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Pete Buttigieg Explains His HIV Policy Ideas

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HIV advocates have long requested that presidential candidates share their HIV policy plans, though they haven’t always gotten a response. But things have begun to change, and six of the top 2020 Democratic nominee hopefuls responded to an HIV-focused survey from ACT Now: End AIDS Coalition. The survey was sent to every major presidential candidate, including President Trump. So far, responses have been returned from several Democratic candidates. A summary of responses can be found here. Here's what Pete Buttigieg had to say.

Plus: Earlier this year, the Trump administration introduced their plan for ending the HIV epidemic in the United States by 2030. While the HIV community welcomes the increased financial resources and attention being paid to HIV by the administration, we also understand that to end the HIV epidemic we must address the social determinants of health and inequities that have led to a high-burden of transmission for HIV, STDs, and associated illnesses within vulnerable populations. Please describe what you would do to increase access to HIV prevention and treatment services, and outline your approach for addressing the social determinants of health and promoting racial justice. 

Buttigieg: My administration will undertake a truly comprehensive approach to ending the epidemic. That starts with leadership from the White House. I will revitalize the White House Office of National AIDS Policy (ONAP) — which was shut down by the current administration — to assure that all health (and related social) policy has an HIV lens. Within the first six months, ONAP will develop a revised National HIV/AIDS Strategy that truly embraces all elements of what it takes to end the epidemic.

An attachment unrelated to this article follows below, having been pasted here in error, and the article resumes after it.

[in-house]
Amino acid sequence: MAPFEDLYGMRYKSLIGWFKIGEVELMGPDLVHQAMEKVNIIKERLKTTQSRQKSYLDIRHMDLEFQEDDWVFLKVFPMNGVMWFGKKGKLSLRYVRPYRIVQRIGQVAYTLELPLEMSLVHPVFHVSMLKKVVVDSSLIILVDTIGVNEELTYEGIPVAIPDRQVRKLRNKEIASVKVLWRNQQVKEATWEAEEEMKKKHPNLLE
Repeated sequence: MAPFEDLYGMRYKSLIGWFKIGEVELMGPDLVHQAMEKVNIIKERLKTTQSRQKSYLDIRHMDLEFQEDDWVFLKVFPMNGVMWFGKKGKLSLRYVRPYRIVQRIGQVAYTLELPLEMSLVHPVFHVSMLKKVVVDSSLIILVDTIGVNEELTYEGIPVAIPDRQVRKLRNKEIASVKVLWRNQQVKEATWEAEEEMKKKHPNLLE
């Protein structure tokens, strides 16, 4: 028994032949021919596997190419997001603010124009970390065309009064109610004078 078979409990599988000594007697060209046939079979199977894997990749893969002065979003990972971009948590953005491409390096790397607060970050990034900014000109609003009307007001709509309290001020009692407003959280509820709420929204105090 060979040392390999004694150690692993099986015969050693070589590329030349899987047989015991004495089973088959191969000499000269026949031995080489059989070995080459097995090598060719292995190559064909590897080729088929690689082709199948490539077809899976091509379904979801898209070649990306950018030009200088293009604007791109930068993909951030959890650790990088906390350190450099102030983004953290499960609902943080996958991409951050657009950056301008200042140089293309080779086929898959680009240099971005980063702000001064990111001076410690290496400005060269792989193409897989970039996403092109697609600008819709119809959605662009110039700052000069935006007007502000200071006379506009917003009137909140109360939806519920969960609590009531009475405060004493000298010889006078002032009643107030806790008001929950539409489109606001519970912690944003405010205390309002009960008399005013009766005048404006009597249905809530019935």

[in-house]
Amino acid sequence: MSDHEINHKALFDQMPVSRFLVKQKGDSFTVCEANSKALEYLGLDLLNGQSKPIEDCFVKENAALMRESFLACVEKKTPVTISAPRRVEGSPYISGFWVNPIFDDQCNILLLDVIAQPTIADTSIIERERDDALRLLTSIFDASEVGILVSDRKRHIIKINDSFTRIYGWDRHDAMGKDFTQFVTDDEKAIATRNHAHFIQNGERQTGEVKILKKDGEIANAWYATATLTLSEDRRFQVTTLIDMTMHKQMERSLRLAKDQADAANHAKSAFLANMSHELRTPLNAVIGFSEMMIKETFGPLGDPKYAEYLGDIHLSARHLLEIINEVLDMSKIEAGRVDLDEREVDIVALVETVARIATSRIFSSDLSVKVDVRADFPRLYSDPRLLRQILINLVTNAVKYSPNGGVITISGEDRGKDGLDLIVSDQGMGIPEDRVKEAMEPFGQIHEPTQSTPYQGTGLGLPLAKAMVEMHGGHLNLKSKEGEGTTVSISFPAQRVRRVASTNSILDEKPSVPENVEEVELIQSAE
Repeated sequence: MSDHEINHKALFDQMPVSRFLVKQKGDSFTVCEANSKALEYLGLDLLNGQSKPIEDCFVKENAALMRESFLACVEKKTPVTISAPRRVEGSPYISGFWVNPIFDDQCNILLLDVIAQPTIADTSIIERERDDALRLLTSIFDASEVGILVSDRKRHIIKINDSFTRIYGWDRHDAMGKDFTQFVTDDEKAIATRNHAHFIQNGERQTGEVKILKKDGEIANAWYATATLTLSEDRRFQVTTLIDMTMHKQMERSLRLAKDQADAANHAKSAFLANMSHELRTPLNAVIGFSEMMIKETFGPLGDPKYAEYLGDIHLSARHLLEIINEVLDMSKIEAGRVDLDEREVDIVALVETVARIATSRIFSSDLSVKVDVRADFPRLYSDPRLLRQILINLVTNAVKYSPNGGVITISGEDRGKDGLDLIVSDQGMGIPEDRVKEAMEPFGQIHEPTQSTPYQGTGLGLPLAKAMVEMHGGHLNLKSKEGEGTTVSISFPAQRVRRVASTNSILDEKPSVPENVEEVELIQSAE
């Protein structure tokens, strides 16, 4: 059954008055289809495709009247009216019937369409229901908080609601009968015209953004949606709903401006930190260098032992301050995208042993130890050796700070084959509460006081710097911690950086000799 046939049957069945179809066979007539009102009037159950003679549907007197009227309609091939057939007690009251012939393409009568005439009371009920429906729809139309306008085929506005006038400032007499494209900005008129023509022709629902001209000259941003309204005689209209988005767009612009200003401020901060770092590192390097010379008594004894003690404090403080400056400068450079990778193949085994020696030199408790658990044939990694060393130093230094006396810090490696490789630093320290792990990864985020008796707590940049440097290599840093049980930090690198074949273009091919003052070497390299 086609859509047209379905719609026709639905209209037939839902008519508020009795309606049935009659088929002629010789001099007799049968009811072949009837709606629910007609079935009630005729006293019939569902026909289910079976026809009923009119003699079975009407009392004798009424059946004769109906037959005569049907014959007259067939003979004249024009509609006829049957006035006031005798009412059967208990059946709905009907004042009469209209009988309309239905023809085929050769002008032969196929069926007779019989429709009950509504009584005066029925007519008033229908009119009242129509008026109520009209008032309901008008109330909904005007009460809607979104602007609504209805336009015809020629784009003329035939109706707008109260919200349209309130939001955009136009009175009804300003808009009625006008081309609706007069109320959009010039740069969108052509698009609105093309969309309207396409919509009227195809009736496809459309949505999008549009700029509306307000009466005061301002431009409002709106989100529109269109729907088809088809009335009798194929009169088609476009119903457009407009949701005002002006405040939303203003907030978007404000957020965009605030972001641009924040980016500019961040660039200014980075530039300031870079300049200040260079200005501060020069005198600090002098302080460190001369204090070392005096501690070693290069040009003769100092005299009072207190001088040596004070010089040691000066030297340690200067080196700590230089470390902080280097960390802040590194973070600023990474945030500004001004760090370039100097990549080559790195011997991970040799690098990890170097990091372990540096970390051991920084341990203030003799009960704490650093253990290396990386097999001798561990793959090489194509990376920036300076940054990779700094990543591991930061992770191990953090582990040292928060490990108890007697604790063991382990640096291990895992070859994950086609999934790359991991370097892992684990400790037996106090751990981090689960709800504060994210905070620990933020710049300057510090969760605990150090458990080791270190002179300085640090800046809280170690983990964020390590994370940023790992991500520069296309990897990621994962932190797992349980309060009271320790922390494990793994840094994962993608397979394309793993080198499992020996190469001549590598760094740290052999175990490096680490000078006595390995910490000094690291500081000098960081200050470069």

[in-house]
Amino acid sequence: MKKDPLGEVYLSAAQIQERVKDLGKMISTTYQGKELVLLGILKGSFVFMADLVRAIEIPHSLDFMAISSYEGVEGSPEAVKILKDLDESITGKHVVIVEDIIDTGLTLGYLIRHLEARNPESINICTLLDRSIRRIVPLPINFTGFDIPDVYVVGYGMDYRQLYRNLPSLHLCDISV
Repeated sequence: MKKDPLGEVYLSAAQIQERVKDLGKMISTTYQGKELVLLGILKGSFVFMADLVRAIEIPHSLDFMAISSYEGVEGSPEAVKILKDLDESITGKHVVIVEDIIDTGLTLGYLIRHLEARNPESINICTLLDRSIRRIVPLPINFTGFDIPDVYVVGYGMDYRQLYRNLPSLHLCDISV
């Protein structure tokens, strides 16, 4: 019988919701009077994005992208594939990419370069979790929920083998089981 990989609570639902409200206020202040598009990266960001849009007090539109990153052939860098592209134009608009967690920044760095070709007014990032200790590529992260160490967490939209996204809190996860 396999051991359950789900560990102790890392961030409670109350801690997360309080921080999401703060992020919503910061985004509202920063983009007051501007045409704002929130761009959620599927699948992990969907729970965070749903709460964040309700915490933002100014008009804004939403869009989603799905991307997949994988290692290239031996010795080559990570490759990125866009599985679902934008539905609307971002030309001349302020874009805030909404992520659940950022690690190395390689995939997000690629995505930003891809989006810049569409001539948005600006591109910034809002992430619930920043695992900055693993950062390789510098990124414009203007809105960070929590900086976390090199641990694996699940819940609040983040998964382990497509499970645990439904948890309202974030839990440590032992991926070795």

The core principles of such a strategy are simple. First, everyone with HIV should be in treatment so they can lead longer and higher quality lives and so they won’t transmit HIV, since we know that U=U (undetectable equals untransmittable). Second, we must make sure that PrEP (and other primary prevention interventions) is readily accessible to all who are at risk and need it. Third, we must assure that all at risk for HIV — men who have sex with men, transpeople, injection drug users, women, people of color — have restored to them the civil rights protections to which they are legally entitled and receive health care in settings that are culturally competent. And fourth, we must address the stigma and other social determinants (poverty, lower income, housing insecurity, etc.) that often make accessing preventive and care services more challenging.   

As part of my overall plans for health equity, I will support increased funding for public health infrastructure, and the creation of and investment in Health Equity Zones to support local, multi-sector community solutions to reduce health disparities, including disparities related to HIV.  The answers to the questions below will provide more details that are specific to HIV treatment and prevention.  

2. U.S. HIV research investments have saved millions of lives, prevented countless new transmissions of the virus and placed us on a potential path to end the HIV epidemic. Do you support increasing dedicated HIV research funding to promote treatment advances, prevention efforts, and attempts to identify a vaccine and a cure? What, if any, changes to the current HIV prevention and research funding levels would you propose?